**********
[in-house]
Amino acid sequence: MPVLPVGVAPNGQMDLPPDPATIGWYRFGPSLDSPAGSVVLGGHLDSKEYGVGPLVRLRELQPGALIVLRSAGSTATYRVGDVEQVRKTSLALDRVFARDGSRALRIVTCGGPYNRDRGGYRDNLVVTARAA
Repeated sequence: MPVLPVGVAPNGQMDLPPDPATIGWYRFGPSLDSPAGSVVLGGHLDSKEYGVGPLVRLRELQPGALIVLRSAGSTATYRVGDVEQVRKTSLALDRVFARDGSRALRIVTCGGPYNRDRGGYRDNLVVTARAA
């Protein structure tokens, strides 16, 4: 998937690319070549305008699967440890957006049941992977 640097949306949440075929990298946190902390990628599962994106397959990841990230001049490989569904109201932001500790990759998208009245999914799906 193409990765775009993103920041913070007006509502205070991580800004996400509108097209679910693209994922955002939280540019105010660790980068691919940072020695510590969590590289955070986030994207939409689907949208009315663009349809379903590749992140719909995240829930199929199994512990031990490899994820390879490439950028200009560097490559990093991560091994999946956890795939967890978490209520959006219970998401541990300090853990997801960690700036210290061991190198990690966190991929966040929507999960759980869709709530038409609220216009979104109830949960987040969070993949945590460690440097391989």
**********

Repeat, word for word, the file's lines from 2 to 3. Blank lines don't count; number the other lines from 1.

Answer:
Amino acid sequence: MPVLPVGVAPNGQMDLPPDPATIGWYRFGPSLDSPAGSVVLGGHLDSKEYGVGPLVRLRELQPGALIVLRSAGSTATYRVGDVEQVRKTSLALDRVFARDGSRALRIVTCGGPYNRDRGGYRDNLVVTARAA
Repeated sequence: MPVLPVGVAPNGQMDLPPDPATIGWYRFGPSLDSPAGSVVLGGHLDSKEYGVGPLVRLRELQPGALIVLRSAGSTATYRVGDVEQVRKTSLALDRVFARDGSRALRIVTCGGPYNRDRGGYRDNLVVTARAA